The Legacy of Black Collectivism in the Food Space

During the summer of 2020, as chef Kia Damon watched her community in Brooklyn take to the streets to protest police brutality, she asked herself, “What can I do for my people?”

Damon, who has led pop-up dinner series and worked as the culinary director of Cherry Bombe, had long noticed how difficult it was to access nutritious, affordable groceries in her Bedford-Stuyvesant neighborhood. It was a void she knew she could help fill, building something that was “bred from the moment, but for forever.” The idea was the starting place for her organization, Kia Feeds the People Program, a budding nonprofit dedicated to putting quality produce and pantry items in the hands of underserved Black and queer and trans people of color (QTPOC) in Brooklyn.

The best solutions for the problems facing communities often come out of the communities themselves — no one knows as intimately the depth of need, or the nuances involved in addressing those needs. Little wonder then that over the past year, Black-led initiatives like Kia Feeds the People have felt especially vital as the Black Lives Matter protests, which filled streets around the country in response to the police killings of George Floyd and Breonna Taylor, became a broader reckoning with the systemic racism inherent in so many U.S. institutions, our food system included. In the months following the protests, and as the effects of COVID-19 continued to be felt disproportionately in Black communities, the exploding discourse around the vision of an anti-racist future compelled some activists and lawmakers to advocate for policies that would dismantle structural racism. But a more grassroots-led path forward for Black folks also presented itself: creating organizations outside of these institutions to provide meaningful representation and support.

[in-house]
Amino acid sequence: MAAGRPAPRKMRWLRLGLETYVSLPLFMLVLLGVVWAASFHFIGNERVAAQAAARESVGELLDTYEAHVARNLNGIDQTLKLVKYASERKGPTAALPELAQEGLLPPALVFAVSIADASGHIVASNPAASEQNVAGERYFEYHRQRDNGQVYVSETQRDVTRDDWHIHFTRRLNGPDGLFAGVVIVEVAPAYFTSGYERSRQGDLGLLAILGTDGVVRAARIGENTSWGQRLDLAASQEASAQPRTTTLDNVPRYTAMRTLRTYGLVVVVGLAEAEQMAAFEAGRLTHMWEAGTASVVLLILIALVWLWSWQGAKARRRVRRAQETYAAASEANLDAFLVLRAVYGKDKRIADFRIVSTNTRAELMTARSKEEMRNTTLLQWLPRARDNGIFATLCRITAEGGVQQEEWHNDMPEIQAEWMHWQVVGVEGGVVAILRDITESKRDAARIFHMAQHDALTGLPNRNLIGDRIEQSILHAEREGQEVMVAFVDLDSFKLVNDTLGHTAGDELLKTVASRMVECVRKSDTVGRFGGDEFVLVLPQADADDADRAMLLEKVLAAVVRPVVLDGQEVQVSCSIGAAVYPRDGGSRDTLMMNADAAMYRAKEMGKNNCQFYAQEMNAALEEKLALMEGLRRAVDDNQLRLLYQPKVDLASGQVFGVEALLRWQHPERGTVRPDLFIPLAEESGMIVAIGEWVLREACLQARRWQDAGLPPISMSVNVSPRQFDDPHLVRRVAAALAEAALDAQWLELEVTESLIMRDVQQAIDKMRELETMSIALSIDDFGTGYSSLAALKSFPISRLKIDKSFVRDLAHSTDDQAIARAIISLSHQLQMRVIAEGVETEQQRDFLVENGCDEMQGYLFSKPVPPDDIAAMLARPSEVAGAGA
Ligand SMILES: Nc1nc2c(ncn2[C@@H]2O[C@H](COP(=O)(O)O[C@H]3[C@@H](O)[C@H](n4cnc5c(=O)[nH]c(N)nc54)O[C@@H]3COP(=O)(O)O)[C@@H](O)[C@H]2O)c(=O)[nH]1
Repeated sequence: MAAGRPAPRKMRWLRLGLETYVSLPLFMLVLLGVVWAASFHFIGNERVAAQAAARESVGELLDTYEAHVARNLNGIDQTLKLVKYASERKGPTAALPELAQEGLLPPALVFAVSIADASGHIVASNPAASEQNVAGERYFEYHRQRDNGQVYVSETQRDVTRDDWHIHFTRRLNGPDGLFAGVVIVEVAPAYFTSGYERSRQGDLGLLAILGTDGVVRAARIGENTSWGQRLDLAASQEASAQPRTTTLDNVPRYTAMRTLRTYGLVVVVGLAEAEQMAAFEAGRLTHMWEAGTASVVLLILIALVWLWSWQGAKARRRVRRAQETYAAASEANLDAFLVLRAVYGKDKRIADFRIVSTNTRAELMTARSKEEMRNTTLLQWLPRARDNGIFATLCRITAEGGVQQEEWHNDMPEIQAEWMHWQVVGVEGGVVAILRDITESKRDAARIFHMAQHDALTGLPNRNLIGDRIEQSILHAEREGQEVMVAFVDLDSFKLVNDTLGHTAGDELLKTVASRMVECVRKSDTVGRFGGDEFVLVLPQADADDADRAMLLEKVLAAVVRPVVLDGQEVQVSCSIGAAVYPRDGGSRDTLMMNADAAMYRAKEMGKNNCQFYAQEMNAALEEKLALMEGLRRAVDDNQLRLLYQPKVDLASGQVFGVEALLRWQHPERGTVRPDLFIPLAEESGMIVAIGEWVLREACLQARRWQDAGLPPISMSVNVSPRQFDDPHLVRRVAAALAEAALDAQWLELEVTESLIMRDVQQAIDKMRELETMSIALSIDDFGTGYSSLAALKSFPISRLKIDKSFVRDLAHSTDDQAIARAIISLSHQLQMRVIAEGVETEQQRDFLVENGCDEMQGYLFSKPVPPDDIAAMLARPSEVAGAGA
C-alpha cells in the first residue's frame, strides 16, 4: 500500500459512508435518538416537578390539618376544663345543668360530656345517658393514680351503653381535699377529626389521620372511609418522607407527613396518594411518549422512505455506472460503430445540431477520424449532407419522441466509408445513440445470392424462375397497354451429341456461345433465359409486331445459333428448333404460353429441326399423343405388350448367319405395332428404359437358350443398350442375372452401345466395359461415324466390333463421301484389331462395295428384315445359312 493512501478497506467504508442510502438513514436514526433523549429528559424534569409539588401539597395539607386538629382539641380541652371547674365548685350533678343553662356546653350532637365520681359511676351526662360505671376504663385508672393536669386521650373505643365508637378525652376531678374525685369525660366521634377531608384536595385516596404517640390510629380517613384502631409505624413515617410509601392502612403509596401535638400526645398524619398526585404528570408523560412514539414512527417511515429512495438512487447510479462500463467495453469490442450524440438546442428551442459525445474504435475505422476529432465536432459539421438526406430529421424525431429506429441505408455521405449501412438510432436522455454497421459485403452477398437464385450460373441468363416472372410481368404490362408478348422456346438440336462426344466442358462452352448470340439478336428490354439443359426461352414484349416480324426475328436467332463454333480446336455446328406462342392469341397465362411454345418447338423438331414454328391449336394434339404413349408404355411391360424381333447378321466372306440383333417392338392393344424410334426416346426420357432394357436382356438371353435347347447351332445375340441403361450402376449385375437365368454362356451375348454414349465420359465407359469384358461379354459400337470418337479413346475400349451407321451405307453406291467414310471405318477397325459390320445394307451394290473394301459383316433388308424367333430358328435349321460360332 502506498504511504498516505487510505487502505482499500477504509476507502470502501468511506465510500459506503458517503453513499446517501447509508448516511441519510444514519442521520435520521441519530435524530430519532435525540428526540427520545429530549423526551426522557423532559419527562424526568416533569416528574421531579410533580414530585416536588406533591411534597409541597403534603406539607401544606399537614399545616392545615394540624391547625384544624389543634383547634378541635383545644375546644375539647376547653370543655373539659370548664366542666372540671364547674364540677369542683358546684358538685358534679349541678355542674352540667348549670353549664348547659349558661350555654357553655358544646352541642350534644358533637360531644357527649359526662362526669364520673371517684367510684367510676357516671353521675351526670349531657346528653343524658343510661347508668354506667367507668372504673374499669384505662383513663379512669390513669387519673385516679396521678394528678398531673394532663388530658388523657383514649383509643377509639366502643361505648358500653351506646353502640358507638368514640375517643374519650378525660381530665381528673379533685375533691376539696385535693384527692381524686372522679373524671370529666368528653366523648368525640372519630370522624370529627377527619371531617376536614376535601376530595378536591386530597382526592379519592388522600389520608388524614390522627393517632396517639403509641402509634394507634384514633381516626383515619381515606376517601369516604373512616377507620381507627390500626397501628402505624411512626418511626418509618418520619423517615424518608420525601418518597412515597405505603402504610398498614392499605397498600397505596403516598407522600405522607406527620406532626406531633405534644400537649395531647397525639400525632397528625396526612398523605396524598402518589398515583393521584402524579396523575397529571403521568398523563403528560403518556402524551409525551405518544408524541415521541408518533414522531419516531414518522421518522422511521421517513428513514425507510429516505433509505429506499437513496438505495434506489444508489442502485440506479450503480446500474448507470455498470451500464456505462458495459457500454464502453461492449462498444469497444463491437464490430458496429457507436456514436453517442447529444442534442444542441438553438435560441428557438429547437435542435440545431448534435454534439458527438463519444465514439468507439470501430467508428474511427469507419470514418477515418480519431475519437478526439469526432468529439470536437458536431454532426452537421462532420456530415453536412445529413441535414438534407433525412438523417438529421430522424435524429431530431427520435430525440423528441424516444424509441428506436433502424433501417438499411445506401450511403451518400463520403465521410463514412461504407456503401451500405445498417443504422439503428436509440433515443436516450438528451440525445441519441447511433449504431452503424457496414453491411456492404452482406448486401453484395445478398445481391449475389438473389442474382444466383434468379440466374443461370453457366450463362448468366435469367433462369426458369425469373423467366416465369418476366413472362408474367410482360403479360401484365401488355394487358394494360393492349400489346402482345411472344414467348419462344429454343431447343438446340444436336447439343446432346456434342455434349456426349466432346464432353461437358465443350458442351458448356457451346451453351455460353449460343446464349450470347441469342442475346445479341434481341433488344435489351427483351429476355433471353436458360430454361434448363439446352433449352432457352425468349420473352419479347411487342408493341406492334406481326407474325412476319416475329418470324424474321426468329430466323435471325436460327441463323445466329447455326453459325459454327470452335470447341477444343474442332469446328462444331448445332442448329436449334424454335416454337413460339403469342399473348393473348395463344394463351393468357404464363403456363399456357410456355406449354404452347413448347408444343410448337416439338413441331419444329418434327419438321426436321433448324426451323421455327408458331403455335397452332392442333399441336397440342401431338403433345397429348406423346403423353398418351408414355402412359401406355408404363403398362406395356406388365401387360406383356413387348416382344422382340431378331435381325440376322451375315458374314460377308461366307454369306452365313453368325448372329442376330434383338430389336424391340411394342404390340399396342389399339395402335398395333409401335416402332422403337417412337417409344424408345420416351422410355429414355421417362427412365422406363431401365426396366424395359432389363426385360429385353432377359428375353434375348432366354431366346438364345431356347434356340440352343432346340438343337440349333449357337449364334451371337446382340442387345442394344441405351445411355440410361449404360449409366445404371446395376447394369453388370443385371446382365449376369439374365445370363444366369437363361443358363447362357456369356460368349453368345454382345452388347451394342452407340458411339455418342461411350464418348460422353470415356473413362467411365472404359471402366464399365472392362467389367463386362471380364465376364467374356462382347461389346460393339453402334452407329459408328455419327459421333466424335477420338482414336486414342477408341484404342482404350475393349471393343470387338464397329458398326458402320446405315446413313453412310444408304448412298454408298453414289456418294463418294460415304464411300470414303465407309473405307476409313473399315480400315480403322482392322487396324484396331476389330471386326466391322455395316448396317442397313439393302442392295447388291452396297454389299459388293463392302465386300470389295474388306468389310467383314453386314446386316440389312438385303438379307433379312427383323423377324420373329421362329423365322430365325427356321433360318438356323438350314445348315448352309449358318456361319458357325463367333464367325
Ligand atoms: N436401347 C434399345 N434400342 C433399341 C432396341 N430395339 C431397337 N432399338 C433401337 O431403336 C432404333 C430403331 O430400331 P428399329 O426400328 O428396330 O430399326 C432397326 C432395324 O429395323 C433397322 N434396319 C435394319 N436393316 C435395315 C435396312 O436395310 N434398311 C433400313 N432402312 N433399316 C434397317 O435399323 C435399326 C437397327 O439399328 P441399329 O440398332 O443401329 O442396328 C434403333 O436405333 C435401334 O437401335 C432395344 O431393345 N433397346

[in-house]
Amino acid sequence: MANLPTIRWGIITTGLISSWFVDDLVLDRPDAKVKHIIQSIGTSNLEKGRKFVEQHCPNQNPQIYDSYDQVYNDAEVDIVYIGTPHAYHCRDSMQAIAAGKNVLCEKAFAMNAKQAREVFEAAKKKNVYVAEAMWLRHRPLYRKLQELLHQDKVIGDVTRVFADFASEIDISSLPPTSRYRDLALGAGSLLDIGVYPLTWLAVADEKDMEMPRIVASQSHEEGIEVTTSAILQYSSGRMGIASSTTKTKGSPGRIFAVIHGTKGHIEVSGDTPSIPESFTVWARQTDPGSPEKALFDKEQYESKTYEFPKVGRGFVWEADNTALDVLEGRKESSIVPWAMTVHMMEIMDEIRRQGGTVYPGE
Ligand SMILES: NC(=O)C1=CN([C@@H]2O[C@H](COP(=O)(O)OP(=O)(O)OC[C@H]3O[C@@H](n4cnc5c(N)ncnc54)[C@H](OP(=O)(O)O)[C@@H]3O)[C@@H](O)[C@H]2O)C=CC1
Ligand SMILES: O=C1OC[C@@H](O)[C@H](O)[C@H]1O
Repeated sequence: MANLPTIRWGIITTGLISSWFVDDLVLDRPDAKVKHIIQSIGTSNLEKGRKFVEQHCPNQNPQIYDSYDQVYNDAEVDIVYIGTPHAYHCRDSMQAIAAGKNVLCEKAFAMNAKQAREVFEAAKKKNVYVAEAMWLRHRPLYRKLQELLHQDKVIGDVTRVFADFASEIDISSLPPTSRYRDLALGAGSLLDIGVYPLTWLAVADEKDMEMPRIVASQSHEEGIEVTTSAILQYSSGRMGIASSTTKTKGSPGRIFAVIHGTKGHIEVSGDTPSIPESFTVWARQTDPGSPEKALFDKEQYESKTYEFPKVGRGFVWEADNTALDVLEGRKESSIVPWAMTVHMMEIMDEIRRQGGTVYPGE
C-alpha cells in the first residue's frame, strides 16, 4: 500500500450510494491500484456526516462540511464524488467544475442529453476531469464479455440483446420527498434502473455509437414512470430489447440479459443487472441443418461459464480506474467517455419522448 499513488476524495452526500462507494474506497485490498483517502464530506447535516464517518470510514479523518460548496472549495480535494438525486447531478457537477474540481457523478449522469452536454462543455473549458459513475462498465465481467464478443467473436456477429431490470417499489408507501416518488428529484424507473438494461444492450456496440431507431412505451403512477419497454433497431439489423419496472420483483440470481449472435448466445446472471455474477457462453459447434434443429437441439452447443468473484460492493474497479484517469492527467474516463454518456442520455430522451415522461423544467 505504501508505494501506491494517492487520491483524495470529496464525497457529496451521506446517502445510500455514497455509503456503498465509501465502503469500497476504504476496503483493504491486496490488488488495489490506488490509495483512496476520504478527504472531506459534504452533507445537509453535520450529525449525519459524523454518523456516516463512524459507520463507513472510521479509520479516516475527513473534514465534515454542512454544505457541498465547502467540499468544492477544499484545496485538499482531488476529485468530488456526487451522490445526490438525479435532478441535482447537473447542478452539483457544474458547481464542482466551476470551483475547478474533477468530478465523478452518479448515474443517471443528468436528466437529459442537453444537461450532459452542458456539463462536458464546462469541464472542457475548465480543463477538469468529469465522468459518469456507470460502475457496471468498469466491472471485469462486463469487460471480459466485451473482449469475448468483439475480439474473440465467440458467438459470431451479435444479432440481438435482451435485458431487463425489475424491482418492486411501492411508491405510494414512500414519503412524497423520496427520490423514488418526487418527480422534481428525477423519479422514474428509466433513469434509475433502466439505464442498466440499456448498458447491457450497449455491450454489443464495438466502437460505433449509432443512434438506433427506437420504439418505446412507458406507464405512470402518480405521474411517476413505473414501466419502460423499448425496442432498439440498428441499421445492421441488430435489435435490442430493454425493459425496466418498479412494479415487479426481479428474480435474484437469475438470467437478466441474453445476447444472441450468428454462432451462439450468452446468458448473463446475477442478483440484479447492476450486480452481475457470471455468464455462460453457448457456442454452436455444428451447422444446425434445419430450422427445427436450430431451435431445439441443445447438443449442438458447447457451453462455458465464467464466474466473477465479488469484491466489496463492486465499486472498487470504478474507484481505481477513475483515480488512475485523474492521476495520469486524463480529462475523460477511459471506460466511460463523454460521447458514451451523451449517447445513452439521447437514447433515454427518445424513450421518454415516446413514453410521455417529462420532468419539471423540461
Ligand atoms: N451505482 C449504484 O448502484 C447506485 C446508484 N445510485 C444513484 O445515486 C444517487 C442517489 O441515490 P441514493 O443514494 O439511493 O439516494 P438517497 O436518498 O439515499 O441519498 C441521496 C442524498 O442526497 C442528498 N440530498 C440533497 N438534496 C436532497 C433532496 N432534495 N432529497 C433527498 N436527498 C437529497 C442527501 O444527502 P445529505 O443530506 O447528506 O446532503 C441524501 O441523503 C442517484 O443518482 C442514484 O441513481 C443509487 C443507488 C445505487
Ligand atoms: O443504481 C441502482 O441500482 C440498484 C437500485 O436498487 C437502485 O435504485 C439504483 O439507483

The need for Black folks to construct their own support systems has existed since they arrived in this country. Just as enslaved Africans brought their agricultural knowledge and ingredients with them to the New World, they also brought a culture of collectivism that undergirds many African societies. In her book Collective Courage: A History of African American Cooperative Economic Thought and Practice, Jessica Gordon Nembhard writes, “Africans in the Americas and African Americans have showed throughout history their willingness and ability to organize themselves in order to survive enslavement and poverty.”

Members of the Black Panther Party stand behind tables and distribute free hot dogs.

Members of the Black Panther Party distribute free hot dogs to the public in New Haven, Connecticut
David Fenton/Getty Images

The civil rights era, as well the subsequent Black Power era, provides countless examples of Black people building support structures as a means for mutual uplifting. During the 1960s, Black cooperatives of all kinds, including supply co-ops, credit unions, and housing co-ops, flourished, but farming co-ops in particular thrived as civil rights activists in rural communities began to realize political participation meant very little without economic empowerment. Black Southerners, particularly those in rural areas, were essentially locked out of the economy. Black farmers were denied necessary support by government agencies like the USDA; the co-ops kept many of them in business.

In some areas, Black-owned cooperatives helped revitalize communities by providing jobs and new streams of income. Fannie Lou Hamer’s Freedom Farm Collective purchased hundreds of acres of land for members to cultivate and raised pigs to feed thousands of families. The success of Black-led Southern cooperatives made them a target of violence from local white business owners and white supremacists, who were angered by the economic competition and fearful that the cooperatives might lead to increased Black political empowerment.Still, they were proof that Black people had the capacity to create meaningful economic change in their communities by pooling their resources and creating a network of support.